Central Pierce Fire & Rescue commissioners unanimously appointed Deputy Chief Tim Pierce as the department’s interim leader Monday night as the board begins its search for a new permanent chief.
Jack Andren, a 40-plus-year veteran who returned from retirement to lead the state’s fourth-largest fire department, retired again July 31 after serving as interim fire chief since September 2015.
Pierce’s temporary appointment is subject to a service agreement with the board. He will be sworn in during the commission’s Aug. 22 meeting.
“I’m glad that you’re willing to step up,” Commissioner Bill Eckroth said to Pierce, 53, before moving to appoint him.
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“Especially with 30 minutes’ notice,” added fellow Commissioner Lyle Nelson.
Board Chairman Bob Willis said Pierce’s fellow deputy chief, Baron Banks, would have been overwhelmed by assuming the duties of fire chief while also managing Central Pierce’s bond projects. Pierce is head of field operations.
“We’re going to let Chief Andren stay retired, and we’re going to start the search right away for a full-time chief,” Willis said during the meeting at the department’s South Hill station.
Commissioners had asked lawyer Joseph Quinn if it was legal for Andren to come back to work for the department as a part-time chief without affecting his pension. Quinn wrote the board a memo Wednesday suggesting the only way to do that would be to hire him as an independent contractor doing part-time work in an advisory capacity.
Willis said no one from the board had talked with Andren about working in such a capacity.
Willis and Commissioner Steve Stringfellow both expressed reservations about the possibility of bringing Andren back as a contractor.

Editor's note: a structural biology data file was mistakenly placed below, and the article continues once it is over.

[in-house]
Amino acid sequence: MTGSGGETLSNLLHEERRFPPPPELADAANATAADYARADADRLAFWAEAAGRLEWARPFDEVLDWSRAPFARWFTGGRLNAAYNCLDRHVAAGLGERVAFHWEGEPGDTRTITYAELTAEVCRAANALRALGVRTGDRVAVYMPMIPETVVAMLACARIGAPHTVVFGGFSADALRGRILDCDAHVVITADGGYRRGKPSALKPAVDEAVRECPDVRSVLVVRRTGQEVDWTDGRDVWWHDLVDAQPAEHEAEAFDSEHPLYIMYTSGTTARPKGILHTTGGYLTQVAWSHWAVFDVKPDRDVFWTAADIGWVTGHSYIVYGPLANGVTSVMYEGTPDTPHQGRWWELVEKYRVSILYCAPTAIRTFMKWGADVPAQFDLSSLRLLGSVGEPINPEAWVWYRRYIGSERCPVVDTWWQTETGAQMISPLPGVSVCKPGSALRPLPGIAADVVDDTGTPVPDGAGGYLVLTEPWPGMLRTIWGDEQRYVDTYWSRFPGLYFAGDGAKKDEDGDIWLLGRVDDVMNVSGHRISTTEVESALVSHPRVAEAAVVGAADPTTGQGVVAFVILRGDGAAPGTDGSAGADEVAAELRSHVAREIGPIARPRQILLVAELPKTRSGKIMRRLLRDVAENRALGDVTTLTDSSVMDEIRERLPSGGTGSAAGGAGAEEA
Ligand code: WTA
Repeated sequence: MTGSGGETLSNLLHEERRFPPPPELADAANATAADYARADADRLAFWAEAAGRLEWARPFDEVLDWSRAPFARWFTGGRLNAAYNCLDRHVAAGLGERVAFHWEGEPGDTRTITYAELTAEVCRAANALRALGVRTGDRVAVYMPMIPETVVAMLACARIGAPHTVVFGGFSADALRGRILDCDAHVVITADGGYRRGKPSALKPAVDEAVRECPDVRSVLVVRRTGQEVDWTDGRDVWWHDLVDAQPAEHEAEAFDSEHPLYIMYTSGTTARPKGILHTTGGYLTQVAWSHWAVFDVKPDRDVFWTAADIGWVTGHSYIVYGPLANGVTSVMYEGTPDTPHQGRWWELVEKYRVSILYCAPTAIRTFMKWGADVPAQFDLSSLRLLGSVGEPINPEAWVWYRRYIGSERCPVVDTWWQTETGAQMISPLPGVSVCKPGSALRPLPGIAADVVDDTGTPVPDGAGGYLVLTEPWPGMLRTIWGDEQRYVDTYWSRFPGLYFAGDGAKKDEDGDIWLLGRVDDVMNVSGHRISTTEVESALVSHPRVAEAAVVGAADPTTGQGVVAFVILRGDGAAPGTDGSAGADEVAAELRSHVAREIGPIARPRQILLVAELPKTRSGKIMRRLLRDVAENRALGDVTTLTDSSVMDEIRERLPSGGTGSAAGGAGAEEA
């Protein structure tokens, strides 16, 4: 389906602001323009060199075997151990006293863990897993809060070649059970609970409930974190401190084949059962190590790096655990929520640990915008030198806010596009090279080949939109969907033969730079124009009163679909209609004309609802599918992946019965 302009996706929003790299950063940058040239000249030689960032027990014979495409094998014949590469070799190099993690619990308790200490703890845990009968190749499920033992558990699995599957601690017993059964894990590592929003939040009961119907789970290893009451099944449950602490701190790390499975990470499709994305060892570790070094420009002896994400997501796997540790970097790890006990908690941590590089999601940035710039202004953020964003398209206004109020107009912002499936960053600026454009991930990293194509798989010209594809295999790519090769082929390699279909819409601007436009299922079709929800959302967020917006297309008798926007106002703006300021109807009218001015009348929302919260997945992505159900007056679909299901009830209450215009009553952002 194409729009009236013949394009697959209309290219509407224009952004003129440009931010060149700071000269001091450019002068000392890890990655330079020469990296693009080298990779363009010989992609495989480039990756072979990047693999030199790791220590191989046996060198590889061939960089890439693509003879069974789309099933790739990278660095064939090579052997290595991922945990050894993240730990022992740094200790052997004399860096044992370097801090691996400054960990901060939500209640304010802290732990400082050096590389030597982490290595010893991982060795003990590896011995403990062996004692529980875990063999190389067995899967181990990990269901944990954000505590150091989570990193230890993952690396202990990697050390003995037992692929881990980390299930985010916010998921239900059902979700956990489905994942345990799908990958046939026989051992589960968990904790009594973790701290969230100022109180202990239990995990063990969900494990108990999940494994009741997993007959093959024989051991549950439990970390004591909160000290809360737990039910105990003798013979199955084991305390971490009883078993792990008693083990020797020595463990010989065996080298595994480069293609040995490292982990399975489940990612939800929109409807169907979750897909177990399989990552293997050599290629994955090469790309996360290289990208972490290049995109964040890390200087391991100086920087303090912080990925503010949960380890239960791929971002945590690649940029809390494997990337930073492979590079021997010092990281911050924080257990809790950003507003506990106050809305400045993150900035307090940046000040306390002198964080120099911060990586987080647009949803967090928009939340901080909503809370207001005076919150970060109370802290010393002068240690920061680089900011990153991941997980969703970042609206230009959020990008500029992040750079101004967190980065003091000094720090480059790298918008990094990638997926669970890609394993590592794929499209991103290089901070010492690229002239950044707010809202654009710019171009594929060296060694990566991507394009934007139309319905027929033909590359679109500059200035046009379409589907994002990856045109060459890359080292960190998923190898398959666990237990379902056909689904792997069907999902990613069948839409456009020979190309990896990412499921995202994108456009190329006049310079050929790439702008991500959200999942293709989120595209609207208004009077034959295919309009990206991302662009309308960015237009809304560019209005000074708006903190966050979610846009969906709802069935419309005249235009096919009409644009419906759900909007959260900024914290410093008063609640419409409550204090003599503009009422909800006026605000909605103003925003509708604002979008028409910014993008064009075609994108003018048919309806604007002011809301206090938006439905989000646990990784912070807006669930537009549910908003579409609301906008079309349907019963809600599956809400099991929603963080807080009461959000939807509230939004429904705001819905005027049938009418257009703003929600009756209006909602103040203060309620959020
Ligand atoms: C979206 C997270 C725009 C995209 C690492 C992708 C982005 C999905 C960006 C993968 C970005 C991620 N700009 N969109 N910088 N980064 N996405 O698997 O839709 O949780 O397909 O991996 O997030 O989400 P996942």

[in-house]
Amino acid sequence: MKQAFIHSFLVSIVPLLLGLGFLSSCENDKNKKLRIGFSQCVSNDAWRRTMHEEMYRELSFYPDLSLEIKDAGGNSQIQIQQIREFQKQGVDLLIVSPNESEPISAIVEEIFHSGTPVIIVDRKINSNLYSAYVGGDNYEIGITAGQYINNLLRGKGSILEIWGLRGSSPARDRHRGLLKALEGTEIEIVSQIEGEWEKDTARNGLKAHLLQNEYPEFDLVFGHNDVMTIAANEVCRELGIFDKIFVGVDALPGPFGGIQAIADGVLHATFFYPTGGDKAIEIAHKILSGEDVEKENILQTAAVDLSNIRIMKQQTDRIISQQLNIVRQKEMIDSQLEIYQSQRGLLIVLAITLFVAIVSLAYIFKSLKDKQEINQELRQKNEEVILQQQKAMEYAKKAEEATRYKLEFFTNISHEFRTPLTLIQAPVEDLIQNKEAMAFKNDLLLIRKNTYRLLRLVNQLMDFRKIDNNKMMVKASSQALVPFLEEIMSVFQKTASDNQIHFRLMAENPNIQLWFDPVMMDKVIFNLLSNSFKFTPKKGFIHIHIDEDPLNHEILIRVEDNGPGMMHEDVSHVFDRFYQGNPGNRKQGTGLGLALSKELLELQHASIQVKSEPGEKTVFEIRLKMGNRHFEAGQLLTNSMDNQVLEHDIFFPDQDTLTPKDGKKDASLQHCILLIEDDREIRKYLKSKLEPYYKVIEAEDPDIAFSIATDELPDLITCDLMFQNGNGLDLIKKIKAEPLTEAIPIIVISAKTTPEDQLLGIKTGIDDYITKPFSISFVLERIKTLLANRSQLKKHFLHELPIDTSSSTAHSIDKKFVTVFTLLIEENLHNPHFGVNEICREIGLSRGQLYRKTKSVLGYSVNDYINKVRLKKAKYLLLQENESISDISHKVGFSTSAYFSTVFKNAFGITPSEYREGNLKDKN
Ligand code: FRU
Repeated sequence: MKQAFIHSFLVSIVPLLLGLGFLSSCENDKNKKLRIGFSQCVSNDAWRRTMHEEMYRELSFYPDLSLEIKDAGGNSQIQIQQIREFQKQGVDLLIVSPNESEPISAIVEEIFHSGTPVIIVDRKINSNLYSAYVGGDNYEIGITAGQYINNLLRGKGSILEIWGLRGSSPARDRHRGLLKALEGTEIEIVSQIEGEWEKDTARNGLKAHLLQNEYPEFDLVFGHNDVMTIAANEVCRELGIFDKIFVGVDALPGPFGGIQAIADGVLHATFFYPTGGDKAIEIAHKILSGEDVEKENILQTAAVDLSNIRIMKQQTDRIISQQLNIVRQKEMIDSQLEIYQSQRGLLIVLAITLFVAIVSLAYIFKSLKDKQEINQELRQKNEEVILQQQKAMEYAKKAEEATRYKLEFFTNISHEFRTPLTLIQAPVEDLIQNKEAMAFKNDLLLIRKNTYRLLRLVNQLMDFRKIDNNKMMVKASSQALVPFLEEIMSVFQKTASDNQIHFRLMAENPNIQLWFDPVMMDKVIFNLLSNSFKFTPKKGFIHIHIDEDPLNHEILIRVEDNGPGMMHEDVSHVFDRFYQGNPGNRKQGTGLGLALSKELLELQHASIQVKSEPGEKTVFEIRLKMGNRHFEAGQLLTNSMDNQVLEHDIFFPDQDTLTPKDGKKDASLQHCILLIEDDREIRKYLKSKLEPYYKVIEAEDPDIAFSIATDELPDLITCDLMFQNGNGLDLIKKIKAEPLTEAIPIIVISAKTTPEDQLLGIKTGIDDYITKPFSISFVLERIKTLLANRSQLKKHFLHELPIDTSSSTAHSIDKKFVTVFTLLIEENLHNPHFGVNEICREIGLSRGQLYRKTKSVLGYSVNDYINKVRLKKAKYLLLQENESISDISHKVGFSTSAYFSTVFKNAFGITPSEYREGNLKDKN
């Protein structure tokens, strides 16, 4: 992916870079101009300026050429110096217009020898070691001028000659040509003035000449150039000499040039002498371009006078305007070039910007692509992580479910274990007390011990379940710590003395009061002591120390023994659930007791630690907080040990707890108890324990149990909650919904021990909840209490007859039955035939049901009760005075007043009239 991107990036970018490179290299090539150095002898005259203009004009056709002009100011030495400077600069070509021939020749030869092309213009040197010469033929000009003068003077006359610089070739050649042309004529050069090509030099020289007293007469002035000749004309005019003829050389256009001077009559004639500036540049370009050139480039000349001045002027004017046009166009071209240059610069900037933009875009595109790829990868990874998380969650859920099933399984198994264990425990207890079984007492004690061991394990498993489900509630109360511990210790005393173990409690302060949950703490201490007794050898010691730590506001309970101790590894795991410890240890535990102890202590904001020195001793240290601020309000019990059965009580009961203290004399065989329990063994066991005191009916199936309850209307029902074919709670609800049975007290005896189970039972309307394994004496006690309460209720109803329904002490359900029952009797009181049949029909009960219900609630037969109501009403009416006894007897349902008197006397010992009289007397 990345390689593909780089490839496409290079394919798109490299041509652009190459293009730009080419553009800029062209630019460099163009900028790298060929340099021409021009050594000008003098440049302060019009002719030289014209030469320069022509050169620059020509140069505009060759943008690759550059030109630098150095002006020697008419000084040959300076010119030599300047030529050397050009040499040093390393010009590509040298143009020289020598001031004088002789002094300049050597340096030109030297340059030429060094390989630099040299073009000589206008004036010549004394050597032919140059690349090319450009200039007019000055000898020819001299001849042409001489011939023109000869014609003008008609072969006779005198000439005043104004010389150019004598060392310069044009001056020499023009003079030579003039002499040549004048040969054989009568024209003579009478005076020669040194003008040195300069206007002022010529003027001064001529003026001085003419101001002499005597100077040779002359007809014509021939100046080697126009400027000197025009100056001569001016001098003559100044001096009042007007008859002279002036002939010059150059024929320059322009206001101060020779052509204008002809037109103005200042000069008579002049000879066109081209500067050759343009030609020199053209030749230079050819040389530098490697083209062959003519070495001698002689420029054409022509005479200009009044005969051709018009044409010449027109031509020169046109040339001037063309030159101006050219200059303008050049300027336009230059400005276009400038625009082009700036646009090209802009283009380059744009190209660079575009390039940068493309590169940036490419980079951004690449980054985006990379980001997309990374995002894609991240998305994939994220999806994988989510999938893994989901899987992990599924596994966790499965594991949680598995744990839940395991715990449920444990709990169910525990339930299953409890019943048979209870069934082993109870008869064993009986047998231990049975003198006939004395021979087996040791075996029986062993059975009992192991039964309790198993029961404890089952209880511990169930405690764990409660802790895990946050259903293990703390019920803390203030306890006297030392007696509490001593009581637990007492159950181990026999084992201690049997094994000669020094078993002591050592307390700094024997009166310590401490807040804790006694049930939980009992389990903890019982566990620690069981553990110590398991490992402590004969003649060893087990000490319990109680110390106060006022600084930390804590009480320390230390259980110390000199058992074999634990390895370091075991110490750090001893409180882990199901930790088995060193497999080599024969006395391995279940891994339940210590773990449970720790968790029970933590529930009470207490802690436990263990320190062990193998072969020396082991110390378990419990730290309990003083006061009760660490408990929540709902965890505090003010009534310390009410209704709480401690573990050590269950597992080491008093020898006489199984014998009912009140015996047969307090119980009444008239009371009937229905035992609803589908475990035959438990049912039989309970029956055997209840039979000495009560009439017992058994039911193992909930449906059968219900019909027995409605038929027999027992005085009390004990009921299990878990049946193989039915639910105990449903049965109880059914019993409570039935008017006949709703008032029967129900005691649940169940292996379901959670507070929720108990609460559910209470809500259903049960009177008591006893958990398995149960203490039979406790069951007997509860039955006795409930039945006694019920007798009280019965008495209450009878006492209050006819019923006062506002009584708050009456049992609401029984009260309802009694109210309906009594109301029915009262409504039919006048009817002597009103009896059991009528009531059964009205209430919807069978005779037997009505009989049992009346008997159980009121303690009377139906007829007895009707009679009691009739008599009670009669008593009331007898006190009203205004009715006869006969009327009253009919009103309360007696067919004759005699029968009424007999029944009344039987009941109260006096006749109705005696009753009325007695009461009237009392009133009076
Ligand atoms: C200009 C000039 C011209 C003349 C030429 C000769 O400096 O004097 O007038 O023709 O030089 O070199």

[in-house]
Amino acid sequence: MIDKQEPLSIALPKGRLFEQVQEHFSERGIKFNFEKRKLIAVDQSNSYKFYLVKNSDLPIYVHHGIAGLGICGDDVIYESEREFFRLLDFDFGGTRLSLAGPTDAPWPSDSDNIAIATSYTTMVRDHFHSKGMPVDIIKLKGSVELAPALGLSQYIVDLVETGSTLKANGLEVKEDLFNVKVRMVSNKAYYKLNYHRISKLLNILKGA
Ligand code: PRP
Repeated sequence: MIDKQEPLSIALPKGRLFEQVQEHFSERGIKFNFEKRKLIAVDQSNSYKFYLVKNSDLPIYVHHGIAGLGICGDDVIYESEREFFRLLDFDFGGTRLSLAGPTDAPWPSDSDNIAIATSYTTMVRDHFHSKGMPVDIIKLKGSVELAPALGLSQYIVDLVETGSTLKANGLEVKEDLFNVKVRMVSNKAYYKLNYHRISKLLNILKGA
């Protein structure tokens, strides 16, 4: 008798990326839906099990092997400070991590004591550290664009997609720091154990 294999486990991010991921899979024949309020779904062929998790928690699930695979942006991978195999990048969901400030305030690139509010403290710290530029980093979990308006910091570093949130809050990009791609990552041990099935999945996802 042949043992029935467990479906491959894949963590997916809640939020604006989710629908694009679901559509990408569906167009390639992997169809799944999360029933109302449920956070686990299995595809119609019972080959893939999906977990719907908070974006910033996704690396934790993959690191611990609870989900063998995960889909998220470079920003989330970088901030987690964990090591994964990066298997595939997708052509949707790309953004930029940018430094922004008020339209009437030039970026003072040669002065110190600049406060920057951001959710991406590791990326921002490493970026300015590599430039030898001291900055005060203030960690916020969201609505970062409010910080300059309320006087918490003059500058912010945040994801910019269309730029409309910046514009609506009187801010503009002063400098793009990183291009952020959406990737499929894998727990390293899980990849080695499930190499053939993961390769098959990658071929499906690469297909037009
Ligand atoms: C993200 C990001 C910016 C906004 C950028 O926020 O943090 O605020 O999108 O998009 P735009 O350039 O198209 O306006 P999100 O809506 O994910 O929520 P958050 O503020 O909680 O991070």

“I’m a little bit worried about the perception,” Stringfellow said. “Jack’s a great guy, a great leader, a great friend, but I think we just need to cut our ties.”
Andren retired in May 2010 after 42 years of fire service. A year later, state auditors found that the board had inappropriately increased his pay before he retired and violated state law by making a decision behind closed doors. Andren said last year that he paid back the difference.
Willis said after Monday’s meeting that the amount of work required from the fire chief simply can’t be done on a part-time schedule.
“Certainly nothing against Chief Andren, but we felt we needed to approach this from a different perspective,” Willis said.
Pierce County Professional Firefighters Local 726 took a vote of no confidence against Pierce last year before Andren’s arrival, chapter President Russ Karns said Tuesday.
Karns declined to explain why the union took the vote against Pierce. But he added the chapter’s executive board voted unanimously to support Pierce’s appointment as interim chief.
“He has actually garnered support from the time that took place, and with the return of Chief Andren and his leadership style, he has made Tim a very respected person in the organization,” Karns said. “Quite honestly, the guy has done what he was supposed to do to fix it and is actually a valued member of the organization.”
During the summer of 2015, Pierce submitted a request to step down to an assistant chief position, department spokesman Guy Overby said Tuesday. Overby says the deputy chief contract allows for that transition.
Assistant chiefs have union representation, but deputy chiefs are at-will positions.
“At the time, I felt it was best for my family and myself,” Pierce said Tuesday.
Pierce, who has worked for the district since May 1987, said he rescinded the request because there were no vacant assistant chief positions to step down into.
The board’s tentative plan to find a permanent fire chief includes an eight-person search committee: two board members, two executive-level staff and two union representatives, as well as human resources director Candis Martinson and Overby. Martinson and Overby would serve only as advisory members.
The current minimum qualifications for the position include a bachelor’s degree in a related field and seven to 10 years of management experience, including three at an executive level, Martinson said. The plan, subject to board and union agreement, would leave the job open until filled, with the first round of applications reviewed six weeks after posting.